Doctors and other carers often overlook some important aspects of outcome amongst patients who have suffered head injuries, according to a new study published today in BMC Family Practice. The researchers interviewed patients who had suffered head injuries and highlight areas of outcome of importance to patients that are currently often overlooked by health care professionals. According to the authors, consideration of these areas may help to understand the effects of head injury and they suggest several simple measures that could help to improve outcome for patients.
The impact of brain damage caused by a head injury varies widely from patient to patient, but common consequences include fatigue, concentration difficulties, memory problems and headaches. Doctors and care providers often focus on these physical and cognitive effects when treating and rehabilitating patients who have had head injuries, reflecting the areas they consider to be important. However there has been little previous research into the views of patients themselves, the aspects of outcome that are important to them and what can be done to improve their recovery in these areas.
In order to identify consequences of head injury that were important to patients, Paul Graham Morris from the University of Edinburgh interviewed 32 patients who were still suffering effects of head injuries sustained between one and ten years previously. These interviews were then fully transcribed and analysed by a team including a health psychologist, a sociologist, a neuropsychiatrist and individuals from the head injury charity Headway.
Juliette Savin | alfa
Serious children’s infections also spreading in Switzerland
26.07.2017 | Universitätsspital Bern
New vaccine production could improve flu shot accuracy
25.07.2017 | Duke University
Strong light-matter coupling in these semiconducting tubes may hold the key to electrically pumped lasers
Light-matter quasi-particles can be generated electrically in semiconducting carbon nanotubes. Material scientists and physicists from Heidelberg University...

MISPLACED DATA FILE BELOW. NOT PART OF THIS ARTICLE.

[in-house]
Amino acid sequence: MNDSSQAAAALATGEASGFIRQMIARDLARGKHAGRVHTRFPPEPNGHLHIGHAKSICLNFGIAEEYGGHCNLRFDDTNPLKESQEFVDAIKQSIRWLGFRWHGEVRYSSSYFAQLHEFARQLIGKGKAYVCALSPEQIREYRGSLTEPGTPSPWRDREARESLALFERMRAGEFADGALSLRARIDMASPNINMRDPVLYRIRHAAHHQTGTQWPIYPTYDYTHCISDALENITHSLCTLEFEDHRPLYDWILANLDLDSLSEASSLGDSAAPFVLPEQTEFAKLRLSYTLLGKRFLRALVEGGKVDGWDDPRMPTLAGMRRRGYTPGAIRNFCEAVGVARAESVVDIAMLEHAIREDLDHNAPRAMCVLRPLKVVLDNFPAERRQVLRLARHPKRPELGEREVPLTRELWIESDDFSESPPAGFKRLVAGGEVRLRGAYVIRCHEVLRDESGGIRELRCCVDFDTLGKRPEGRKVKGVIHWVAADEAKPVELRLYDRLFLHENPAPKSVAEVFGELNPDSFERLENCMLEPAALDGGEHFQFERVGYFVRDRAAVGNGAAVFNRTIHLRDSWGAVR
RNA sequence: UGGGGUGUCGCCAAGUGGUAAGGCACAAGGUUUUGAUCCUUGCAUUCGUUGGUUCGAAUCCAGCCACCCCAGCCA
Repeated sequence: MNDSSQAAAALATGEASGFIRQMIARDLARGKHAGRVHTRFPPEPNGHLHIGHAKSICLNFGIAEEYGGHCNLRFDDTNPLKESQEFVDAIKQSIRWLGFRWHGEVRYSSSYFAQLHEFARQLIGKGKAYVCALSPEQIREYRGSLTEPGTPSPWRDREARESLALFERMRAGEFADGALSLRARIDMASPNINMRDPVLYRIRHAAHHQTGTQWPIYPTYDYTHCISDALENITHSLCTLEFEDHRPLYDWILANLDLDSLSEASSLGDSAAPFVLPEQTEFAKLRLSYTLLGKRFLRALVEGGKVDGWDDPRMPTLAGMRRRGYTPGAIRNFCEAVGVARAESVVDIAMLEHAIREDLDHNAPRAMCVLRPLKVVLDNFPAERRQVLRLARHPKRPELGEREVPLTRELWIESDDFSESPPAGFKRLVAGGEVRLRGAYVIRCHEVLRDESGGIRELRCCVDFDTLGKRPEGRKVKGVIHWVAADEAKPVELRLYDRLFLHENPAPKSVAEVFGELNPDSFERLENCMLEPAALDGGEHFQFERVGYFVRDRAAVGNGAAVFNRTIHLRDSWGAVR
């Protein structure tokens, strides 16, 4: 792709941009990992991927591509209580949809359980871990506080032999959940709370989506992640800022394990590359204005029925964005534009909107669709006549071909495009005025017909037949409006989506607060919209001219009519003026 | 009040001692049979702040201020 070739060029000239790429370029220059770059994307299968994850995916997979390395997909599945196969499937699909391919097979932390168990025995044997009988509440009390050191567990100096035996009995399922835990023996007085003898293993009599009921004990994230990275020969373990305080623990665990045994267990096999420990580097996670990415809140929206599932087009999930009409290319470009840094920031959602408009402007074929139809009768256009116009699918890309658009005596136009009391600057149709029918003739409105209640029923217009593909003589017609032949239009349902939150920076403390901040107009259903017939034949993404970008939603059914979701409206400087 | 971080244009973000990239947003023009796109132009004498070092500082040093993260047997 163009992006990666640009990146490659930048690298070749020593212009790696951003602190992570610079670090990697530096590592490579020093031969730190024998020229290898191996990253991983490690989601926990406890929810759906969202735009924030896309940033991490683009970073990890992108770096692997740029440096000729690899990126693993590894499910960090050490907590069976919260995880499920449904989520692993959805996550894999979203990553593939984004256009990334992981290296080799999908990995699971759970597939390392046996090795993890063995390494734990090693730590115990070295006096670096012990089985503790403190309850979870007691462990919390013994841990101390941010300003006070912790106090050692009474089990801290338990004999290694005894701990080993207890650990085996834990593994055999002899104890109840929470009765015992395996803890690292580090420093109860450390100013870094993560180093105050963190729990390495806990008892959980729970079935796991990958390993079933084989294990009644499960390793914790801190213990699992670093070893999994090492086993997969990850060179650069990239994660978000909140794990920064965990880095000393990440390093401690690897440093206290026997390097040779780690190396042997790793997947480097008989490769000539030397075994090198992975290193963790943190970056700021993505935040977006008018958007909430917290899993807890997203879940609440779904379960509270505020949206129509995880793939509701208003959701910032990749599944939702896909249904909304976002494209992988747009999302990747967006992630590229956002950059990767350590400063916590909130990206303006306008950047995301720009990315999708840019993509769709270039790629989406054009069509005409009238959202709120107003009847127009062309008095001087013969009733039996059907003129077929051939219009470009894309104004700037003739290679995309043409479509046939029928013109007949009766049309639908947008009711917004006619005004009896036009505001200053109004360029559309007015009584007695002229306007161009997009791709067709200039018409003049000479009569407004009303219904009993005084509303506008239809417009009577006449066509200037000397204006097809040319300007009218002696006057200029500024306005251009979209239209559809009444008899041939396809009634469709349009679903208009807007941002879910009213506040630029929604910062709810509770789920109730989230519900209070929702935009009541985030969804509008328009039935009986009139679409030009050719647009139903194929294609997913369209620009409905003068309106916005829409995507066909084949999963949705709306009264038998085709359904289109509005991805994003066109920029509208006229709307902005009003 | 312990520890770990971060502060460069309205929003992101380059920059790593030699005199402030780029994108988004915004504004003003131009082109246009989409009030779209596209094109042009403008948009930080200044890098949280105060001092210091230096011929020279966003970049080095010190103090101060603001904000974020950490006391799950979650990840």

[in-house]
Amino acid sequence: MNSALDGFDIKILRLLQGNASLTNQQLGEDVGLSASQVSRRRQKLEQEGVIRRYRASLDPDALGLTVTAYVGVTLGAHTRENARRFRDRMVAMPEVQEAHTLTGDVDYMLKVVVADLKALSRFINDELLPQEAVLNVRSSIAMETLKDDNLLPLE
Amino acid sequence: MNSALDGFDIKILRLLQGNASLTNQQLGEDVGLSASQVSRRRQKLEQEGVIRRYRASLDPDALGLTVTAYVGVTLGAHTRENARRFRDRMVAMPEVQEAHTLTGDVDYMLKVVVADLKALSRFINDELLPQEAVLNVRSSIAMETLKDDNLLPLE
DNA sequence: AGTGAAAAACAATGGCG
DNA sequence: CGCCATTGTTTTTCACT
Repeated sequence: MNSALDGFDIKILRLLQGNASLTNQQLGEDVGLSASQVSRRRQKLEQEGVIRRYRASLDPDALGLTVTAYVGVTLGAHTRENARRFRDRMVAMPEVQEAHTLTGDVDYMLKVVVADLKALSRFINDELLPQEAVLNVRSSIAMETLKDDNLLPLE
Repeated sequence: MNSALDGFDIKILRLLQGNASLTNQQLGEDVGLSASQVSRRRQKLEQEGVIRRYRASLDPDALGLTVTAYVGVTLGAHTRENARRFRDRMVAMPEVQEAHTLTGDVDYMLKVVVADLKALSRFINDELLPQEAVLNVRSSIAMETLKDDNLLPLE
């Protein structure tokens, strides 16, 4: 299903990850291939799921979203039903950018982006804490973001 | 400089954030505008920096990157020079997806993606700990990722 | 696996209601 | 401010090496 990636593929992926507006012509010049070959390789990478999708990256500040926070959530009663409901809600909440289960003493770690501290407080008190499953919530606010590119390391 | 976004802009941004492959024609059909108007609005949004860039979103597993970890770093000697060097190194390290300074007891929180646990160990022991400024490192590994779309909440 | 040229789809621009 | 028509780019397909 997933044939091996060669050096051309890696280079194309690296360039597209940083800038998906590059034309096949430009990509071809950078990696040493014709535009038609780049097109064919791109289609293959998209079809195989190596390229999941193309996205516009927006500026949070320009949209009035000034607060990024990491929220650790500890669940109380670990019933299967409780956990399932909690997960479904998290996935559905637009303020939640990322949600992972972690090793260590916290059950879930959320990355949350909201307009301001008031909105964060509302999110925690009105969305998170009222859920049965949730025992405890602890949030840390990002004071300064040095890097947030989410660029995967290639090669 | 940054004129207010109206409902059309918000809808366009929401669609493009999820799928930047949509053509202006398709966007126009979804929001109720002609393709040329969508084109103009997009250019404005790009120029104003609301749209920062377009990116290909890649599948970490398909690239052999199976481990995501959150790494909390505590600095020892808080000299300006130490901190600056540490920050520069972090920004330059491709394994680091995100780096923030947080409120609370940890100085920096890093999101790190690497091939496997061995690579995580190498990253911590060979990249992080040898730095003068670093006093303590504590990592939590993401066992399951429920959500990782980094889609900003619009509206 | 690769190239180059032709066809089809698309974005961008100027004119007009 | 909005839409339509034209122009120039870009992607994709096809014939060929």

Fraunhofer IPA has developed a proximity sensor made from silicone and carbon nanotubes (CNT) which detects objects and determines their position. The materials and printing process used mean that the sensor is extremely flexible, economical and can be used for large surfaces. Industry and research partners can use and further develop this innovation straight away.
At first glance, the proximity sensor appears to be nothing special: a thin, elastic layer of silicone onto which black square surfaces are printed, but these...
3-D shape acquisition using water displacement as the shape sensor for the reconstruction of complex objects
A global team of computer scientists and engineers have developed an innovative technique that more completely reconstructs challenging 3D objects. An ancient...
Physicists have developed a new technique that uses electrical voltages to control the electron spin on a chip. The newly-developed method provides protection from spin decay, meaning that the contained information can be maintained and transmitted over comparatively large distances, as has been demonstrated by a team from the University of Basel’s Department of Physics and the Swiss Nanoscience Institute. The results have been published in Physical Review X.
For several years, researchers have been trying to use the spin of an electron to store and transmit information. The spin of each electron is always coupled...
What is the mass of a proton? Scientists from Germany and Japan successfully did an important step towards the most exact knowledge of this fundamental constant. By means of precision measurements on a single proton, they could improve the precision by a factor of three and also correct the existing value.
To determine the mass of a single proton still more accurate – a group of physicists led by Klaus Blaum and Sven Sturm of the Max Planck Institute for Nuclear...
26.07.2017 | Event News
21.07.2017 | Event News
19.07.2017 | Event News
26.07.2017 | Physics and Astronomy
26.07.2017 | Life Sciences
26.07.2017 | Earth Sciences